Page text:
Letters to the Editor

Respect gun rights, but with common-sense gun laws

Find common ground on gun laws

Katie Sonnen-Lee
Katie Sonnen-Lee

As I dropped my 6-year-old off at school the morning after the Thousand Oaks shooting I wasn’t thinking about what he would learn or eat for lunch. I was thinking about how a shooter might access his classroom, where he could hide, and that I need to make sure my last words to him are “I love you.”

We have had 307 mass shootings this year in the U.S. That is 307 too many.

In just the last few weeks, we have seen horrific shootings in Kentucky, Pennsylvania, and California. We must enact common-sense gun legislation in our country. I respect the Second Amendment, and we can ensure both the right to own guns and be safe in our schools and gathering places.

Katie Sonnen-Lee, Winston-Salem

To end carnage, denounce the NRA

Constance Kolpitcke
Constance Kolpitcke

Thursday’s deaths of 12 people in the Thousand Oaks slaughter was the 307th mass shooting in the United States this year. That is nearly equal to the number of days so far in 2018.

Apparently our government officials are oblivious to the facts, or are ignoring their responsibility.

Citizens should demand action to end the carnage. They can start by denouncing the NRA.

Do our government officials love their guns more than the right of us all to be free of gun violence?

Constance Kolpitcke, Cornelius

No need for health insurance companies

In response to “Insurance companies are a business first” (Nov. 8 Forum):

Ken Owensby
Ken Owensby

Perhaps Forum writer Herman Lands is correct when he says expecting insurance companies to cover preexisting conditions is ludicrous.

Insurance, by definition, is designed to protect against unforeseen risk. Healthcare insurance has evolved past the concept of pure insurance, which is why the “insurance company” component of the equation no longer makes sense.

The single-payer system takes the insurance company hand out of the middle that feeds shareholders and corporate executives. Health care should not be a for-profit entity. Delivery of services should be made to all who need it.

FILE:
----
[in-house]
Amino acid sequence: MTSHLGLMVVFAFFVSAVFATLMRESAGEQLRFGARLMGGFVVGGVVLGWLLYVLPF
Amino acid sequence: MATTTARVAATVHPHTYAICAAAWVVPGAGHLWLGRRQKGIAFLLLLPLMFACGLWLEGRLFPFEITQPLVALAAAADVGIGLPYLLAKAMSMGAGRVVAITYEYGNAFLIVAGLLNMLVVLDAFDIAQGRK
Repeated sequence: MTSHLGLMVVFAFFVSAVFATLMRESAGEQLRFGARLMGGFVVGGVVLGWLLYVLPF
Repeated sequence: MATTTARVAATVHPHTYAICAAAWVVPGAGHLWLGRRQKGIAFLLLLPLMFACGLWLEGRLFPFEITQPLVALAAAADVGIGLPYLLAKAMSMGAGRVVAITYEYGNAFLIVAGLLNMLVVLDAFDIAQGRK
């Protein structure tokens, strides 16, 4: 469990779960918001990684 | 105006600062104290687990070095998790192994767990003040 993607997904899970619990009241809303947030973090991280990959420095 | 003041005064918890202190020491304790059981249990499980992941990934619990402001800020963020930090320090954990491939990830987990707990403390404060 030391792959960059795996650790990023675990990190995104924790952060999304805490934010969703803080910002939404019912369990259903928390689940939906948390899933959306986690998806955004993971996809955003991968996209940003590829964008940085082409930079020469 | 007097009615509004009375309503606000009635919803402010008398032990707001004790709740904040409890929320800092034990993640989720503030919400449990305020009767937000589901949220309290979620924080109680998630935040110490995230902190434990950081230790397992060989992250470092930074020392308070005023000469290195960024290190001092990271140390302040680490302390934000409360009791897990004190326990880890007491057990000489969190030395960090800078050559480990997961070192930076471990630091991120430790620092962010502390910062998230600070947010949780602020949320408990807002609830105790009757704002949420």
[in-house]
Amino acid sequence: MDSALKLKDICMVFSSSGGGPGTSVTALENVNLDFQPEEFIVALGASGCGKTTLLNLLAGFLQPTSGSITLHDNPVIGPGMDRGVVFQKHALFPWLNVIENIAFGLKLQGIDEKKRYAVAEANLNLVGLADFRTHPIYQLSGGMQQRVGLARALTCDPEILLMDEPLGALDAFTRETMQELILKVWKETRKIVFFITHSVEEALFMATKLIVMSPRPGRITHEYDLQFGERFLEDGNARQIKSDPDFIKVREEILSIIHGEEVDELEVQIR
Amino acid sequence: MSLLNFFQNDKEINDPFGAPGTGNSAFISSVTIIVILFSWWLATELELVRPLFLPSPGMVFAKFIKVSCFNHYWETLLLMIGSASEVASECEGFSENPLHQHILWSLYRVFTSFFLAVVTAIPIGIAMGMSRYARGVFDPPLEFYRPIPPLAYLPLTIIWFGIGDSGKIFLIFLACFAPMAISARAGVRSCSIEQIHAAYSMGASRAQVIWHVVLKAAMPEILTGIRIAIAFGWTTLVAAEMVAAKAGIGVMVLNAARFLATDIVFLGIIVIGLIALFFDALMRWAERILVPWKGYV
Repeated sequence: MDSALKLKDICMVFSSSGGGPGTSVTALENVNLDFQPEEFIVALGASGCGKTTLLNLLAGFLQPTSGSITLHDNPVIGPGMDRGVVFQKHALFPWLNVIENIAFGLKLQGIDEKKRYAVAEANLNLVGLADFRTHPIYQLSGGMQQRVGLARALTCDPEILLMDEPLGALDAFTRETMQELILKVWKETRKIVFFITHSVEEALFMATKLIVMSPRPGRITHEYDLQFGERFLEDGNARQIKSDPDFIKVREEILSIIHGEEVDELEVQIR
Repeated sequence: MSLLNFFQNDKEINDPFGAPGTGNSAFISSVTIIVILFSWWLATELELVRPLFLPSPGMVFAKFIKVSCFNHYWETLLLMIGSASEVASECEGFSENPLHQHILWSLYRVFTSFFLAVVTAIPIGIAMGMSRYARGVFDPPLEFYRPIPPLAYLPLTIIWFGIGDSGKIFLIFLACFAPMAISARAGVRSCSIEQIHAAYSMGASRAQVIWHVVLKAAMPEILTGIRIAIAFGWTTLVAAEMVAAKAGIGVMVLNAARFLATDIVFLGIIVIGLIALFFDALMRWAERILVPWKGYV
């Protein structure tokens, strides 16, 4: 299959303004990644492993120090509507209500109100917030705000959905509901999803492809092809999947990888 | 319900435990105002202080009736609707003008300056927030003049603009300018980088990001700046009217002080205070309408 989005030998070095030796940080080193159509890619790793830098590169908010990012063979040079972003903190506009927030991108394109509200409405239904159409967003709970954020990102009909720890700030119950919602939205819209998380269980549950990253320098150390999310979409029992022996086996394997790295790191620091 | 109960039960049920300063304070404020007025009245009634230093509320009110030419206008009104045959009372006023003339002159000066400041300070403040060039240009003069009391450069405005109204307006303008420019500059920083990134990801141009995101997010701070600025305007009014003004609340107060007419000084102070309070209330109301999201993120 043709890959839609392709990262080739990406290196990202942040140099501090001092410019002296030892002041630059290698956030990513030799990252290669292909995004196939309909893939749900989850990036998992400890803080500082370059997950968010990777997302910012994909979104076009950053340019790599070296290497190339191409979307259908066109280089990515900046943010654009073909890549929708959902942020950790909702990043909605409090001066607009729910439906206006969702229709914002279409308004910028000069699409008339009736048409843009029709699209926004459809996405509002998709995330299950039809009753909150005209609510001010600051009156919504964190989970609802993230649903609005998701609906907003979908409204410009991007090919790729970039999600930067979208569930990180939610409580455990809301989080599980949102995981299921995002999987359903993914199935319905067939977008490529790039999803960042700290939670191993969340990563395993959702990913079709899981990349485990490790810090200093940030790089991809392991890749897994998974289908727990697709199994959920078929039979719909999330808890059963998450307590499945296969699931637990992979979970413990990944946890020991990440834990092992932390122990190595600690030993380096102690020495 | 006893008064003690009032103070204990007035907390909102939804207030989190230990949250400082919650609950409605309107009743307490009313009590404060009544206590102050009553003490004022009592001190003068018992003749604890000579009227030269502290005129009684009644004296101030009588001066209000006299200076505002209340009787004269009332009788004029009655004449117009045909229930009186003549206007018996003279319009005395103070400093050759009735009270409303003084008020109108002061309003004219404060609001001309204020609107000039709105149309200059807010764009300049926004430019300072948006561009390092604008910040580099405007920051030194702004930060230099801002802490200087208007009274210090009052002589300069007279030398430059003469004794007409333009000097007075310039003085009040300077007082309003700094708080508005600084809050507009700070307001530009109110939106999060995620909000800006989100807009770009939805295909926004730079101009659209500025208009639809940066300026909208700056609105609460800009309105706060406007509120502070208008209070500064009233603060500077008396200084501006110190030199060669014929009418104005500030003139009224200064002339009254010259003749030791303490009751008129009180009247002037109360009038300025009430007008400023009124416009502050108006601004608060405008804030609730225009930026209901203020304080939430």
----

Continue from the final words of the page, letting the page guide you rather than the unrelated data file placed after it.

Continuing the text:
So yes Herman, healthcare insurance companies should not cover preexisting conditions. They shouldn’t exist at all.

Ken Owensby, Charlotte

Insurance industry isn’t the bad guy

In response to “I live in fear of my son losing insurance” (Nov. 9 Forum):

I genuinely feel for individuals with expensive medical conditions that make it nearly impossible for insurance companies to provide coverage for them.

Still, we all know how unfair life is – some people are born better-looking, more athletic, or gifted artistically to the extent that they are able to lead better lives than the rest of us, but we accept and adjust to this “uneven distribution of wealth.”

The insurance industry is by no means perfect, but they aren’t the bad guys here. There probably is a role for government assistance in situations like Forum writer Connie Smith describes.

Phil Clutts, Harrisburg

Climate change must trump everything

We’ve had two “500-year” storm events in the past two years in North Carolina.

Finally, some in the NC GOP now admit climate change is real and caused by humans. Yet, little of the election coverage was about climate change.

There is no economy on a dead planet and unemployment numbers and jobs reports don’t matter.

Wake up, people, and understand that climate change trumps everything!

Steven S. English, Charlotte

Don’t legalize pot to boost the economy

With this midterm legalization of pot in Michigan, I clearly see that the U.S. wants to build up its government coffers with taxes from legalization of this drug.

We really need to keep a close eye on further pot legalization in other states. A country propped up with drug sale profits is going to weaken our status on this planet in the long haul.

As a Trump supporter, I hope President Trump will take a long, hard look at this business as a way to strengthen our economy. In the long run, I think it is a very bad crutch.

Ron Feuer, Charlotte

Time to eliminate daylight-saving time

Daylight-saving time was introduced over 100 years ago during WWI to conserve fuel and allow workers more daylight to work.

Times have changed and 100 years of bouncing one hour back and forth has done us no favors. Now, we use more energy because of DST, not less. Our circadian rhythms take a beating twice every year. And, our children are randomly thrown into darkness to wait for school buses.

On the 100th anniversary of the end of WWI, isn’t it finally time we rid ourselves of this unnecessary burden as other states have done and stay with Eastern Standard Time?

Sandra Holyfield, Charlotte